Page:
Most patients receiving end-of-life care want to avoid aggressive attempts to prolong their life, but medical culture and practices often contradict these wishes. Part of the problem is due to confusion surrounding do-not-resuscitate orders. Here’s what patients really need to know about the “no code.”
From the time they’re in medical school, doctors are taught to respect and preserve the lives of their patients. But what happens when saving a patient’s life means contradicting his or her wishes? Some 80% of people say they want nothing to do with aggressive life-saving measures, which are often invasive, painful, and costly. When these measures do extend a patient’s life, it is often at the expense of that patient’s quality of life, and research suggests that these measures do not translate to lower mortality rates.
Observations such as these underlie one of modern medicine’s most infamous clinical contradictions: If they themselves were facing a terminal illness, nearly 90% of physicians would choose a do-not-resuscitate—aka “no-code”—order, to forego high-intensity interventions like CPR, electric shock, and intubation tubes. Yet these same physicians routinely deliver such care to their patients, extending their lives at any cost.
As a patient, it’s important to understand what high-intensity interventions entail, and why doctors feel compelled to perform them, notwithstanding their personal wishes. Thankfully, the disconnect between physician and patient is a problem with no shortage of solutions.
Called DNRs for short, do-not-resuscitate orders are medical orders instructing healthcare providers and first responders to withhold aggressive life-saving techniques when a patient’s breathing or heart stops. DNRs, which are put in place before a medical emergency occurs, are typically signed by physicians after consulting with patients who are suffering from a terminal illness or other serious medical condition, and/or their families and proxies (such as a health care power of attorney). It’s important to note that DNRs do not provide instructions for other treatments, like pain relief or medicines that aren’t related to resuscitation.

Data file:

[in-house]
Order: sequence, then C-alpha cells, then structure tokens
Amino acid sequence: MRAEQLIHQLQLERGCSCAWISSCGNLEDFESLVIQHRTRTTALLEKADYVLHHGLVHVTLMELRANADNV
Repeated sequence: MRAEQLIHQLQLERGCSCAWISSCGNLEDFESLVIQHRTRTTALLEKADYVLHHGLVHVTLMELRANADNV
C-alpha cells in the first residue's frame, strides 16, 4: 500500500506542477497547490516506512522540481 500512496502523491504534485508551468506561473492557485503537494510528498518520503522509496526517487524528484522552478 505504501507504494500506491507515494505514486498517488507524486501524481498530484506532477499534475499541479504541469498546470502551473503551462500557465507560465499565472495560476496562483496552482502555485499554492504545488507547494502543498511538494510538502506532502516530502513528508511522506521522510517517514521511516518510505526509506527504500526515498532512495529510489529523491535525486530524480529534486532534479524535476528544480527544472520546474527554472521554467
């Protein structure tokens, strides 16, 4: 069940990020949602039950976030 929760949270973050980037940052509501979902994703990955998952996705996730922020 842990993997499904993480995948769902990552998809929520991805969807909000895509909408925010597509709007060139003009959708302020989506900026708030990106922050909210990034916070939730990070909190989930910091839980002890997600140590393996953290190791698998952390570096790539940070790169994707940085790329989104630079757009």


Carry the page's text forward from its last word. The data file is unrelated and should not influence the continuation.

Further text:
Unless instructed by a DNR order, or the specific ethical guidelines of a jurisdiction, physicians will do their best to keep a patient alive. This typically involves techniques like cardiopulmonary resuscitation (CPR) or advanced cardiac life support (ACLS). Other advanced measures can include chest compression, defibrillation, artificial ventilation, the insertion of an oral or nasal airway, tracheal intubation, electric shocks to the heart, and advanced resuscitation drugs such as vasopressors, antiarrhythmic agents, and opioid antagonists.
They’re referred to as “high-intensity” interventions for a reason: they’re designed to bring a person back from the edge of death. But they’re also known to result in broken ribs, fractures, ruptured spleens, liver injuries, and upper airway complications. These interventions, in other words, can save a patient’s life, but often at grave expense to the patient’s quality of life.
These interventions also place an enormous financial burden on patients and social insurance programs. In the U.S., around 25% of the total Medicare budget is spent on the final year of life, and upwards of 40% of those expenditures go to a patient’s final 30 days. Much of this money is spent on efforts to maintain and prolong life when the quality of life is extremely poor, such as when a patient is dependent on external life support.
As reported in a 2014 study by geriatrics and palliative care expert Melissa Garrido of Mount Sinai Hospital, terminally ill cancer patients who signed DNRs experienced a greater quality of life in the week before death. Other research has found that there is an overwhelming desire among most people to die a “natural” death; a recent survey in Canada showed that upwards of 90% of people, when asked where they’d like to die, said at home, or close to nature. Only 10% responded that they would like to die in a hospital or nursing home.
Last year, a survey showed that the vast majority of doctors would forgo high-intensity interventions for themselves; of the 1081 physicians surveyed, 88.3% opted for do-not-resuscitate status. A similar survey, conducted in 1989, yielded comparable figures. These numbers raise an important question, which lead researcher Vyjeyanthi S. Periyakoil, a specialist in geriatrics and palliative care at Stanford University School of Medicine, poses in her report: “[W]hy are doctors choosing care for themselves that is very different from what they provide to their patients?” She offers four major explanations, which warrant a lengthy citation: